We write to highlight our continuing concerns about the Court Facilities Program.
First we offer an editorial written by Milt Policzer of the Courthouse News Service regarding the Long Beach Courthouse, published September 23, 2013:
More Long Bitching: OK, I admit it - I'm obsessed with the new Long Beach Courthouse.
It's just so entertaining.
I went back last week and waited while a woman with a baby carriage went through the security checkpoint in front of me. Then I heard one of the guards ask another guard if it was all right to bring in baby food in a jar.
Apparently he wasn't up on the latest TSA rules.
If the place looks like an airport, those rules ought to apply.
I also forgot to mention the acoustics last week. Whoever designed this place apparently forgot to think about that. When you walk into one of the mostly glass-enclosed clerk's offices, the sound of the line - even a small line - is seriously amplified.
It's like one of those fancy restaurants where you can barely hear the person across the table from you. Except here you can barely hear the clerk six inches in front of your face.
In most cases, this is just as well.
But even though you're drowning in unintelligible sound, at least you can watch the high-definition monitor suspended above showing a short rotation of oddly random ads.
One for designer water. One for a "Street Fighter" video game. And one for the Maserati Gran Turismo.
I looked at the crowd around me in the "family/probate" section where they keep the civil files. I couldn't picture any of them running out to buy a Maserati.
Someone may want to reconsider the target audience.
Then there's the piece of vaguely ironic symbolism in front of the building - four giant cement and mutant honeycomb-metal columns that you might think are pillars.
They don't hold anything up.
We are concerned that Mr. Policzer’s comments reflect a public perception that the Court Facilities Program administered by the Judicial Council and the AOC is disconnected from the reality of 80 closed courthouses and the loss of more than 2500 court employees.
The Alliance has always maintained that the local courts of this state are in desperate need of new facilities. What is missing from the equation is a clear connection between cost and available resources. Please recall the report to the Judicial Council of October 26, 2012, announcing the termination of seven needed court construction projects. Yet in Yolo County the Judicial Council is proceeding with the construction of a $161 million, 163,000 square foot courthouse for 10 judges [pictured here]. In Kings County, construction is proceeding on a $123 million, 144,000 square foot courthouse for seven judges [pictured here]. In San Diego, plans are being finalized for a $555 million, 704,000 square foot courthouse with 71 courtrooms [pictured here].
The Kings County, Yolo County, and San Diego Superior Courts need new facilities and they are deserving of them. We do not fault the judges of these courts and others for pursuing plans developed and costed by the AOC, but these facilities are costing from $8 to $16 million per authorized judgeship. By similar accounting, the Los Angeles Superior Court would need $4 to $5 billion for court construction. Total court construction throughout the state to replace outdated facilities would require $16 billion of capital investment.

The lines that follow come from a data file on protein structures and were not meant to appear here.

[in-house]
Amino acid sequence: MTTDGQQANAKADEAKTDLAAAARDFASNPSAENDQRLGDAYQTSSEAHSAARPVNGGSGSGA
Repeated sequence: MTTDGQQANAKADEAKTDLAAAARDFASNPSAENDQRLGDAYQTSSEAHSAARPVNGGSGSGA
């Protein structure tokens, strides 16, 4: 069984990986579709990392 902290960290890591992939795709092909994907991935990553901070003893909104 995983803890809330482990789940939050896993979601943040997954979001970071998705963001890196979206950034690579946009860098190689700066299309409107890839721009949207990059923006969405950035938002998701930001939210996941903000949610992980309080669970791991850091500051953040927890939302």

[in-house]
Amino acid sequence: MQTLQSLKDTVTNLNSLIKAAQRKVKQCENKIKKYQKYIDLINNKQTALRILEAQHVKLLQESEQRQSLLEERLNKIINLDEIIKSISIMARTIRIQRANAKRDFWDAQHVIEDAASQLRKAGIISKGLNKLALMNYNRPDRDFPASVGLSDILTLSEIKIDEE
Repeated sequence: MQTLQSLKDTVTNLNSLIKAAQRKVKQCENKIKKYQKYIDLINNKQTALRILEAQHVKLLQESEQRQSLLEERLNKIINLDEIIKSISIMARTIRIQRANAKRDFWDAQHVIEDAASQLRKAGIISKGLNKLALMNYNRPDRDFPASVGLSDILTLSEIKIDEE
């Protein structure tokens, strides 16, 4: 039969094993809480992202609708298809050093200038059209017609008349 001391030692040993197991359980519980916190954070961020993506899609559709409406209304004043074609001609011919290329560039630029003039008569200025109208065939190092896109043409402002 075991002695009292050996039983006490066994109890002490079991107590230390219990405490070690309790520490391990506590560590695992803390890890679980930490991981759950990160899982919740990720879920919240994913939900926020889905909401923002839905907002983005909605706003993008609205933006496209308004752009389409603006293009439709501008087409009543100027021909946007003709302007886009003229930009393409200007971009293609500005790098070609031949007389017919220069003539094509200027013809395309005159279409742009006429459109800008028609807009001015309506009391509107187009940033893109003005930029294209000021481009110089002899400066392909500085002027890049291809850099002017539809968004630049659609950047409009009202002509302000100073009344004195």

Our concern is that none of these facilities have been costed with an eye toward total needs throughout the state. Our state may never have these billions to spend, nor will court facilities be the only outdated state facilities needing repair and replacement. We are concerned that the state will be left with extravagantly funded courthouses in just a few locations, while courtrooms and courthouses throughout the state remain closed and public access remains frustrated. Once the public perception takes hold of these discrepancies and inequalities, it is the judges of this state who will be blamed.
This is why the Alliance has called for a complete audit of AOC funds. As to the Court Facilities Program, we have called for an audit to ask these key questions:
Has the AOC used best practices in managing and planning construction projects?
Has the AOC costed the construction projects in line with anticipated revenue support so that all of the courts of the state will be receiving equivalent facilities within a reasonable period of time, or will the state be saddled in the near future with only a few costly projects while the rest of the state court needs are left without support?
Has the AOC improperly used funds intended by law for capital improvement for ordinary maintenance under guises such as “bundling”?
Did the AOC provide for enough maintenance funds for the facilities received from the counties in determining the maintenance of effort funding, considering the amount of deferred maintenance on old courthouses?
Should the construction plans be modified to devote substantially more money to deferred maintenance and capital improvement, as opposed to new construction, considering the new reality of budget reductions, diversion of construction revenues and the likely long delays in getting new construction on line?
Would the court construction program be better administered by the Department of General Services or an independent agency rather than the Judicial Council? For instance, does the Judicial Council and AOC staff have the core competence to oversee such a massive construction program and real estate portfolio?
Are there available funds that can be redirected to trial court operations for the immediate future?
Our state cannot afford extravagance and mismanagement when our courts are in crisis. We remain committed to securing an audit of the operations of the AOC.
Directors, Alliance of California Judges